I am thinking of moving my rainy day savings fund into Premium Bonds now that the prize fund rate has gone up to 3 per cent.
I know this rate of return isn’t guaranteed but it compares well with the best easy access savings rates and I think Premium Bond prizes are tax-free, is that true?
If I needed to get money out, how long does it take to withdraw cash from Premium Bonds?
Premium Bonds are the UK’s biggest savings product, with more than 21 million people saving more than £119 billion in them.
Ed Magnus of This is Money replies: Firstly, you are right, Premium Bond prizes are tax-free – something that makes them look even more attractive with the new prize rate and means they can be compared to the best cash Isas.
But can Premium Bonds be considered akin to easy access savings accounts? Arguably so, as they do allow you to withdraw your money on-demand and without penalty but as we explain below you may have to wait a couple of days.
With the prize fund rate at 3 per cent, Premium Bonds could prove to be a more exciting home for your rainy day savings fund.
By comparison, in terms of the best deals, Zopa Bank currently pays 2.86 per cent on its easy-access account while Yorkshire Building Society’s Rainy Day Saver pays 3 per cent, but this is severely limited as that rate is only paid on the first £5,000 in the account. You can check the best easy-access savings rates in our tables.
Arguably, the Premium Bonds rate stacks up well against these, but remember that prizes are not guaranteed and you may do better or worse than that average rate.
Instead of earning a steady rate of interest, with Premium Bonds, you’ll be entered into a draw each month for the chance to win a cash prize ranging from £25 to £1 million.
How long does it take to withdraw money from Premium Bonds?
In terms of withdrawals, NS&I says that if you are planning to use the telephone or online channel, then provided it receives your instruction to withdraw by 8pm on a given day, the funds should be in your bank account within two working days.
Anyone placing their instruction on Thursday, Friday, Saturday or Sunday will therefore face a longer wait for their cash due to the weekend.
For example, were you to request a withdrawal on a Friday before 8pm, you would have to wait until the following Tuesday to receive your cash.
If you are using the post, it will still take NS&I two working days to process, but this is from when NS&I receives your instruction in the post, so will likely take longer.
Luckily there’s a very handy withdrawal calculator on its website that should also prove useful.
We spoke to a spokesperson from The Savings Guru to see if they could offer some further insight for our reader.
Is NS&I’s withdrawal calculator accurate?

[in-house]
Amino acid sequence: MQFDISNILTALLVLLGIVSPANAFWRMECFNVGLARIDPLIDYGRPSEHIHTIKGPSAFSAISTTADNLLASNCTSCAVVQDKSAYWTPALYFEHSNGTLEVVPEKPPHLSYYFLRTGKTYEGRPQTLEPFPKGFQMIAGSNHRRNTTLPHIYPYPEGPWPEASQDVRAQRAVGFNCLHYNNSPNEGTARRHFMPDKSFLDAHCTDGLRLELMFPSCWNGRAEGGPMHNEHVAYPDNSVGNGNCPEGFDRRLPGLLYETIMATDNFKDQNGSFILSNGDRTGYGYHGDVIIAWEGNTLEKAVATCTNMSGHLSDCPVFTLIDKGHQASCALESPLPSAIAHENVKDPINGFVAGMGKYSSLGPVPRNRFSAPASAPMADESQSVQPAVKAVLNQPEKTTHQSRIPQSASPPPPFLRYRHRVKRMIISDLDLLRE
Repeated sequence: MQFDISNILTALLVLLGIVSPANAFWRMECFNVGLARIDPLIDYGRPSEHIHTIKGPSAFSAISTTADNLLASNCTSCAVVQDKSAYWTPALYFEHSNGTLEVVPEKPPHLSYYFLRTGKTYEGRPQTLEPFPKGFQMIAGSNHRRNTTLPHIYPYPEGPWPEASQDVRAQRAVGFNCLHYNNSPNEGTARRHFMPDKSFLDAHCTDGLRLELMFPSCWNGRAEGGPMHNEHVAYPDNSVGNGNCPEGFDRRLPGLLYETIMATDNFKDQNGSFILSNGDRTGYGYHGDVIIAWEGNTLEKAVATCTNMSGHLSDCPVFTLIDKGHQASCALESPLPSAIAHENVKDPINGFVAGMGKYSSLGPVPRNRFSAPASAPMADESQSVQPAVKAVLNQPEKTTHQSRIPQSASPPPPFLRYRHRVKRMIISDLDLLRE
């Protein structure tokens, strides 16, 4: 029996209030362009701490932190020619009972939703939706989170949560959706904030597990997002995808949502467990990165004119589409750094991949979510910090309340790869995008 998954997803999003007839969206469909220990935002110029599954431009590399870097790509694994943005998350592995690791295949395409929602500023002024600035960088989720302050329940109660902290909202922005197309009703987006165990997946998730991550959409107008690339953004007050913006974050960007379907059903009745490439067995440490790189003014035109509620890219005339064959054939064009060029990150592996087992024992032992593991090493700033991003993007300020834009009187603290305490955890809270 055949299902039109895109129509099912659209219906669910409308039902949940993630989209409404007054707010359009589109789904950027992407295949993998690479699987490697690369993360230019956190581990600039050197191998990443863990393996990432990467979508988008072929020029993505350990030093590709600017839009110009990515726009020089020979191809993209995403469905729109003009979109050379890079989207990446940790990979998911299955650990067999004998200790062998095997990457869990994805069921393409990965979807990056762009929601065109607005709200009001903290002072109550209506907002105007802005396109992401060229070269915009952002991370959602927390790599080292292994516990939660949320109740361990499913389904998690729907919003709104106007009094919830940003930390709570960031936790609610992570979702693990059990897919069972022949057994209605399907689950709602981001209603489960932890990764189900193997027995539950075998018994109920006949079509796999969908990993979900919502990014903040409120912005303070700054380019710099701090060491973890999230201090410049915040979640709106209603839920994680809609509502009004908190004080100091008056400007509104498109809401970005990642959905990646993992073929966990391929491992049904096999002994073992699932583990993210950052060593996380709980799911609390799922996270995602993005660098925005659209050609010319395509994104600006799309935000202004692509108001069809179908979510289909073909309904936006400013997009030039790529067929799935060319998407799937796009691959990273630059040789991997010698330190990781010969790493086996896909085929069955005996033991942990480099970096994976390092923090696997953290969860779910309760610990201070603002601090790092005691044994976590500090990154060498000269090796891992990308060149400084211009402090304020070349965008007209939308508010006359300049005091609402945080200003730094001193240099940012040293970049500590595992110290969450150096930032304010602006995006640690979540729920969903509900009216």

The Savings Guru replies: The NS&I calculator is correct and does work like that. It uses BACS to make payments, which takes up to three working days.
This is definitely something that savers using Premium Bonds should be mindful of when withdrawing – particularly over weekends.
For someone withdrawing on a Saturday morning won’t see the money in their account until Wednesday.
How does NS&I compare to other savings providers?
The Savings Guru replies: NS&I is slower on premium Bonds compared to instant access savings providers. There is a large variance in timescales with the likes of Chase being almost instant, app based providers Zopa and Tandem, who use open banking, being very quick.
Officially they are within two hours but both are usually done within a few minutes.
Typically, most payments are done via Faster Payments which usually takes up to 2 hours but it is something worth checking with each provider as not all accounts are the same.
RCI Bank, for example, pays out the following day if they get your withdrawal before 2pm – but it’s another day if not.
For example, an RCI saver giving notice at 3pm on the Monday may not see their funds in their account until the end of day on the Wednesday.
Any other words of advice?
The Savings Guru replies: On a more general point on your reader question, your saver is right that the 3 per cent prize pool compares favourably with the best savings rates.
But remember, this is an average so to pay the £1m prizes this means other savers get nothing.
So a saver with the maximum £50,000 and median average winnings will get £1,000 per year, which is a 2 per cent return.
I always say that Premium Bonds are better than the lottery, and they’re great for that thrill of whether you will win a prize or not.
However, only use them if you are happy with getting nothing each month – as there’s good odds of that happening unless you’ve got £13,000 or more saved.